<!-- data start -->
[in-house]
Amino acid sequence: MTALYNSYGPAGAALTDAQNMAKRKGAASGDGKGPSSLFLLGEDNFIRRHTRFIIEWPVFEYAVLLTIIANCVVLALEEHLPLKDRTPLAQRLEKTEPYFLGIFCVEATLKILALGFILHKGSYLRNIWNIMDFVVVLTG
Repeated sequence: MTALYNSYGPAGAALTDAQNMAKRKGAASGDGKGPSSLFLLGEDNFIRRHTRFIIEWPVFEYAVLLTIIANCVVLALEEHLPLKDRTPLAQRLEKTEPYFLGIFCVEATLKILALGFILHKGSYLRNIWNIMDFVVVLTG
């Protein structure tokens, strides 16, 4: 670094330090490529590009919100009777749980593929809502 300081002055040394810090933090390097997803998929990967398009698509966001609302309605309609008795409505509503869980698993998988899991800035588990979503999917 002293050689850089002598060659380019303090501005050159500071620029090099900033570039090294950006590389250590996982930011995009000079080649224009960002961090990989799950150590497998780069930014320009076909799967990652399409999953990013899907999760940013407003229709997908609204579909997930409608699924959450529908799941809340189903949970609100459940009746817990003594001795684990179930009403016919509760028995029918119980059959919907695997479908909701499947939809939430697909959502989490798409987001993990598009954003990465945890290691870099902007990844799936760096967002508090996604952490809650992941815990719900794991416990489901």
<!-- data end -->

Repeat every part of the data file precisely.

[in-house]
Amino acid sequence: MTALYNSYGPAGAALTDAQNMAKRKGAASGDGKGPSSLFLLGEDNFIRRHTRFIIEWPVFEYAVLLTIIANCVVLALEEHLPLKDRTPLAQRLEKTEPYFLGIFCVEATLKILALGFILHKGSYLRNIWNIMDFVVVLTG
Repeated sequence: MTALYNSYGPAGAALTDAQNMAKRKGAASGDGKGPSSLFLLGEDNFIRRHTRFIIEWPVFEYAVLLTIIANCVVLALEEHLPLKDRTPLAQRLEKTEPYFLGIFCVEATLKILALGFILHKGSYLRNIWNIMDFVVVLTG
């Protein structure tokens, strides 16, 4: 670094330090490529590009919100009777749980593929809502 300081002055040394810090933090390097997803998929990967398009698509966001609302309605309609008795409505509503869980698993998988899991800035588990979503999917 002293050689850089002598060659380019303090501005050159500071620029090099900033570039090294950006590389250590996982930011995009000079080649224009960002961090990989799950150590497998780069930014320009076909799967990652399409999953990013899907999760940013407003229709997908609204579909997930409608699924959450529908799941809340189903949970609100459940009746817990003594001795684990179930009403016919509760028995029918119980059959919907695997479908909701499947939809939430697909959502989490798409987001993990598009954003990465945890290691870099902007990844799936760096967002508090996604952490809650992941815990719900794991416990489901």